We are all capable of great goodness, and yet we are all complicit in the killing of our neighbors. Everything we do, in some way, harms the world and the people around us. We buy soap, which contains chemicals that are harmful to the environment, hurting algae or bacteria, which then hurt other life forms and still other life forms.
Up the ladder we go, every action ultimately contributing in some tiny way to the premature death of someone or other. Yes, it’s usually a minuscule fraction. When a non-smoker dies of lung cancer, we don’t automatically assume we are partly to blame.
We assume the poor person got exposed to secondhand smoke or just got unlucky in the gene pool. We don’t reach back to actions we took – mowing the lawn or driving a car or buying a T-shirt or a cup of coffee – that added microparticles of pollution to the air. And we probably shouldn’t.
How would we be able to accomplish anything if we worried all the time about the effect our actions had on the planet? We would be trapped in a stasis of inaction, barely daring to breathe, sipping only water drawn from a well dug in the backyard and eating dandelion greens and acorns.
I don’t write this to make anyone feel bad. I’m not accusing anyone of murder. But some of our actions are more harmful than others. Some demand that we contemplate the ramifications of the fulfillment of our desires. There are small steps we can take to minimize the harm we cause.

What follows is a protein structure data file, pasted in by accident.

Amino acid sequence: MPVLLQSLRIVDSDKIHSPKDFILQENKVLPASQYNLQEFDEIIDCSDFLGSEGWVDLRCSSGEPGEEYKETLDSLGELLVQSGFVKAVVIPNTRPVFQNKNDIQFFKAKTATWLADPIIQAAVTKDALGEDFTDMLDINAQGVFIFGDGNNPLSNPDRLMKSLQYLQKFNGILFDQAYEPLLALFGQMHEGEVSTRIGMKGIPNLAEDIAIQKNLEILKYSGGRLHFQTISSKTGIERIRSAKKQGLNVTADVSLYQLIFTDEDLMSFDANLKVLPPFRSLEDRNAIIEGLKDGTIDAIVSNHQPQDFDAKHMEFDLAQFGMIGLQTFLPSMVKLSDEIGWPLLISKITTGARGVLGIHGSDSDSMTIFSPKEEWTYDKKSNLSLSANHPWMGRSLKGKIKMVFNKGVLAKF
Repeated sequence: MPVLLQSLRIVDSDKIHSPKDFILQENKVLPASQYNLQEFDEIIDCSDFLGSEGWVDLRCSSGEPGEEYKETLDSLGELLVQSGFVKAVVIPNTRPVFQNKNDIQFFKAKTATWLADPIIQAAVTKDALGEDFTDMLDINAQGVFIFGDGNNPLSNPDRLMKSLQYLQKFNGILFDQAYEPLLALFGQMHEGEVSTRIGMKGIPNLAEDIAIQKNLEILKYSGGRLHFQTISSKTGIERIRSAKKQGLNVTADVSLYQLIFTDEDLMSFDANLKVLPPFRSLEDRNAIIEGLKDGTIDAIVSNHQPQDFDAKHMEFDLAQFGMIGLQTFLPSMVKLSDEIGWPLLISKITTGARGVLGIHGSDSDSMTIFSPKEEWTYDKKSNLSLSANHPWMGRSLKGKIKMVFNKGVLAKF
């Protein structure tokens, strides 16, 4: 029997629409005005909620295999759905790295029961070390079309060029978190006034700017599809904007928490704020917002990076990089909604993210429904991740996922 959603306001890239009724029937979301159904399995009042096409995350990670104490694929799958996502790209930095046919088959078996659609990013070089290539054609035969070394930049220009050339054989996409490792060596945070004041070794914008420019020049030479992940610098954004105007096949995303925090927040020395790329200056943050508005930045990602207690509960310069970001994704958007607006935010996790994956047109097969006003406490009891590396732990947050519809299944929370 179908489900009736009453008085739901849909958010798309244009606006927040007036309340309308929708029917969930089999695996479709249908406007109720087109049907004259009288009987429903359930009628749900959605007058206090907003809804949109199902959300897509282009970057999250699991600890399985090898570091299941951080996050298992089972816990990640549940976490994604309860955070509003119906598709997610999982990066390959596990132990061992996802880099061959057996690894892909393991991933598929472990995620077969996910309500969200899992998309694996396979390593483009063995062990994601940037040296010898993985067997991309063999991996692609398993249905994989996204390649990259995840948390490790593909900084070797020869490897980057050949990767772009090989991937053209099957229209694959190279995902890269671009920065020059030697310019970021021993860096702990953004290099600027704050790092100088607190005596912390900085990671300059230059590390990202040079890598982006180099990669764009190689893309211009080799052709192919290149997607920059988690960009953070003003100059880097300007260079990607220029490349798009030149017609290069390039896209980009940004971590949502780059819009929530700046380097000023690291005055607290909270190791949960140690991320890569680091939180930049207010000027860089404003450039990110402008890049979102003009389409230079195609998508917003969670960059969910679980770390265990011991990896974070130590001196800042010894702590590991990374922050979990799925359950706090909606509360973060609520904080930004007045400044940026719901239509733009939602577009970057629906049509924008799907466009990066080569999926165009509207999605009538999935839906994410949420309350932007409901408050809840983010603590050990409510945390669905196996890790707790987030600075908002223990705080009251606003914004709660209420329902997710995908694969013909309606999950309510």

We can’t stop living our lives, but we can live them more introspectively, more frugally. By cutting back on consumption, by using less energy, by choosing better options (like glass over plastic or wearing those old pants for another year even though they’re not in fashion anymore), we are preparing ourselves for the changes that must inevitably come.
Obviously, they’re not enough by themselves. But if we can be an example to our neighbors as well as to ourselves of what is possible, we can more quickly attain that tipping point that will allow us en masse to demand our leaders do what is necessary.
It’s a long road, of course. Look, for example, at background checks on the sale of firearms. Approximately 90 percent of the US population wants universal background checks and yet nothing happens because of the power of the NRA.
But one thing is certain. The individual approach won’t continue working forever. We need collective action by the vast majority of us. Sure, there will always be a few radicals who are only interested in themselves, our progeny be damned. Yet, if we figure out a way to act together, we can make our future (and our children’s future) better.
Shared sacrifice is coming. We can either embrace it soon or be dragged into it kicking and screaming in the decades to come. I vote we try the former.
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